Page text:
Thursday, January 27, 2011

Rambling About That Crazy World of the Sign Language Interpreter

I'm always a bit hesitant to talk about the work I do.  It has to do with the confidentiality issue and the right of privacy for Deaf Individuals.   But the photos that you will see posted in this blog are all places that I have been in the last months.  Of course there are many more.  And I would never be able to post the individuals in a blog such as this.

But my thought is to depict the variety of places that the Sign Language Interpreter may frequent over the months and years.
I experience variety.   It is the change, the unknown that interest me and keeps me from burn out.   It is the constant learning that keeps me young and growing. 
The places the interpreter frequents:
Schools: all the way from toddlers to University campuses.
Legal Settings....Courts:  from traffic court to jury trials, from municipal to county to federal settings.  And of course Lawyer offices.
Jails, Federal prisons, drunk tanks, or beside the road or in the home calls for policemen to file reports.
Businesses:  from industrial to hi-rise and blue collar to executive.

Performing Arts:  in the school setting all the way to Broadway productions.
Medical settings:   Lots and lots of doctors offices and laboratories, the emergency room to the surgery suite.
Social Services, Department of Human Services,
Housing Authorities, Department of Rehabilitation
Mental Health Settings:  Detox, Drug rehab,
Mental institutions, counseling, lock up
There are funerals, weddings, church settings, staff meetings.
There are calls for the interpreter to serve in the job hiring process, the job training process, the job firing event.
Interpreters deliver good news
bad news, sad news  frightening news.
Yet every job is equally important.   It is a rewarding service that we preform.
It is an important duty.
And I love the work I do.
Over the years, there are some things that]
I choose no longer to do.
I have burned out on educational interpreting.
I will do it as a sub but not ongoing daily jobs.
I have given up performing arts and loud music.
I just can not understand what they  are saying
and have lost the magic and thrill it once held.

And there are new avenues that I have recently taken on.  such as the video relay interpreting.  It
consist of sitting in a call center and interpreting call after call after call of indivudals all over the USA and even other countries.     It holds a fascination and variety but sitting in a cubicle can get tedious.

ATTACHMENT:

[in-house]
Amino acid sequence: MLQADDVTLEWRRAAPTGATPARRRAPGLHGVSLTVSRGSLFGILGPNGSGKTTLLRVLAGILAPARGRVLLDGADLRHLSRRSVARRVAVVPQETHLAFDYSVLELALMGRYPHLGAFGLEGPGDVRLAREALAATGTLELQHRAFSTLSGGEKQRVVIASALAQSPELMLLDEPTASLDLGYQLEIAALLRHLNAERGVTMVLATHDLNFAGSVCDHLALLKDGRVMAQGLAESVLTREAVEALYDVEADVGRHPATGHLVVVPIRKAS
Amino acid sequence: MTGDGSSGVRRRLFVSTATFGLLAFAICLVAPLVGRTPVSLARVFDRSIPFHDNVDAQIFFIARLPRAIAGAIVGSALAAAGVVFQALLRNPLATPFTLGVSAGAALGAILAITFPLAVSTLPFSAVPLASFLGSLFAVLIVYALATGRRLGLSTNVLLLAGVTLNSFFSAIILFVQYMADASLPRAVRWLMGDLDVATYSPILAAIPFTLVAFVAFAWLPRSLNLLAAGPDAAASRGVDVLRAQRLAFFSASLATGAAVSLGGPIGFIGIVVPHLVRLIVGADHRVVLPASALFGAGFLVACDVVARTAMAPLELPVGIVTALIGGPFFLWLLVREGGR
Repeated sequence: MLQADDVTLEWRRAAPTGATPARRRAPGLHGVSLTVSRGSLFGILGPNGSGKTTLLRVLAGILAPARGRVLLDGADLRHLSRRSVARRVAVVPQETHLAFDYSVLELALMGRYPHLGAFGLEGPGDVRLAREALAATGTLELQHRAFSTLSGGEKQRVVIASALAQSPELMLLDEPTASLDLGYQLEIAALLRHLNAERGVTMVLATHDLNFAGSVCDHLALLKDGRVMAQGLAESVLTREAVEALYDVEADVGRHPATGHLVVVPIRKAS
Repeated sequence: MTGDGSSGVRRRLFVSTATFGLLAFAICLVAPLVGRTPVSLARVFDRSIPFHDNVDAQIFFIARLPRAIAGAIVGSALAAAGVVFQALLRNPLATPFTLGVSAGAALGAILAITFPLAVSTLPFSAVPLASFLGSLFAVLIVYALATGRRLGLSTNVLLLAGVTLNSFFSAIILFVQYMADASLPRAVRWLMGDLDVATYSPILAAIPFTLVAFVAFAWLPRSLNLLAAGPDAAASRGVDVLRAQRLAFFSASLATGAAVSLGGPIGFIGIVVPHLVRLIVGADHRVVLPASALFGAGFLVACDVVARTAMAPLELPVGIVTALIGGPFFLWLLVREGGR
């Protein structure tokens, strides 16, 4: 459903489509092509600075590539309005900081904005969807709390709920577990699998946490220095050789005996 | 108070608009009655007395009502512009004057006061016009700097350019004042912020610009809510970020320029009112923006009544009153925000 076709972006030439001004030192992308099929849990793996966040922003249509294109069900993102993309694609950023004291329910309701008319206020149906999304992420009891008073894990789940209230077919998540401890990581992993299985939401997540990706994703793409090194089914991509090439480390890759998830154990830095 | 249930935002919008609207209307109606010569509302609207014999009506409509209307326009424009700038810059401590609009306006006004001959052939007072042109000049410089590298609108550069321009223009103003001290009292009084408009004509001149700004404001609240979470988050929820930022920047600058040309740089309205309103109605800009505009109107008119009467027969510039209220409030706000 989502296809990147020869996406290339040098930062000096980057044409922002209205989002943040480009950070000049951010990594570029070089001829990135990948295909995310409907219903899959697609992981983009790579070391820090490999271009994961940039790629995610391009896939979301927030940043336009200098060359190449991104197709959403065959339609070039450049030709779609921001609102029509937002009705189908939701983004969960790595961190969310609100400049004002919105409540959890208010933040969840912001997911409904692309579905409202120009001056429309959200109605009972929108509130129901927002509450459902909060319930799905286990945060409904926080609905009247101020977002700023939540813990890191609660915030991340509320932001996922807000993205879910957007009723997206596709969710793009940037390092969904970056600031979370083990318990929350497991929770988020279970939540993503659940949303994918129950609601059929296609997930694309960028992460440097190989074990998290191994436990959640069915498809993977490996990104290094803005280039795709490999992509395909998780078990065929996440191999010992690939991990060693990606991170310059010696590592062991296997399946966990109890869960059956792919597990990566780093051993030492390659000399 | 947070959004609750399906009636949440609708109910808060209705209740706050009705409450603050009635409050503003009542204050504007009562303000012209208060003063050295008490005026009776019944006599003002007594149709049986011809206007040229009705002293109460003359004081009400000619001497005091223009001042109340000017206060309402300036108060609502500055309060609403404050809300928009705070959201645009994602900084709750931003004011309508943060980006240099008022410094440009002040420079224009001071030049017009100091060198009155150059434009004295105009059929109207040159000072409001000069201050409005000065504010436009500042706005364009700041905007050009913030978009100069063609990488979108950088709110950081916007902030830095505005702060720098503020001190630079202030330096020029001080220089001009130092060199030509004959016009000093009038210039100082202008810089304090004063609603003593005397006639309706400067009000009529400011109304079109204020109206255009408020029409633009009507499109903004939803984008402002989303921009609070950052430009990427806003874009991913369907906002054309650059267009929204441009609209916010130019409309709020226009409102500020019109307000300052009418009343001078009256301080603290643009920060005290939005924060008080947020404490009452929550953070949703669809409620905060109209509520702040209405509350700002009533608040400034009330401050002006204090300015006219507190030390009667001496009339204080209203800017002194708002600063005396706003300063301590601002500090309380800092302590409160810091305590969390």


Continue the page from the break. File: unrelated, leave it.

My first love was always interpreting the Word of God.  However I don't have too many of those jobs right now.

And I always love the labor and delivery room.  But there are so many new, young interpreters coming up who also enjoy the thrill of that setting that I don't
get called for it as much now days.

And Ken made the decision to retire me from the late night "on call" emergency jobs.  Now that I no  longer do emergency middle of night jobs, I see that it was time to leave those to younger interpreters as well.

There are hazards in the interpreting field to consider.
Fatigue (for me it is more mental than physical.)
Wearing out the body in the neck, shoulders, arms and wrists.
Now I battle that ugly arthritis.   I tell it I refuse to have it but it fights me.    What a thorn!

And then there is the driving.  I love those long drives to other towns where I am paid portal to portal and the driving time is my personal time with God.

Can't ask for better than that.

But this driving around the city with every area under
construction can truely be a pain.
The Call Center work eliminates that hassel.
But I still love and perfer the community work.

Interpreters go to a lot of places, into many different worlds. Jobs can be fun or tedious or tiring.  Jobs can be uplifting, rewarding, or they can tear your soul to pieces.  And while we work, our own personal emotions, beliefs and values are expected to be set on the shelf until the job is over. We learn a lot of information as we work and the learning process never stops.  There are days when the interpreter knows they are right on track...doing a great job.  There are other assignments when I personally feel it is time to give it up.

One of the most recent UNUSUAL jobs of the day was at the call center.  I interpreted for a dog and his master.    The communication took place through an animal communicator so "I became the dog"  answering all the things that his master wanted to know about how he was feeling and what his thought were.  Lucky for me, I did not sign in 'bark' language but ASL.    Oh well, the world of interpreting is varied and offers constant interest.
My have times changed.  Cell phones, GPS to help us find the way.
And it is a real blessing to have so many skilled interpreters today.   Many of them trained in our Community Colleges. 

And I end with I LOVE THE WORK I DO!  THANK GOD FOR ALLOWING ME TO WORK.  I am thankful for the strength and knowledge to serve HIM.    May I ever follow his command in that whatsoever my hands find to do that I will do it heartedly as unto the LORD.

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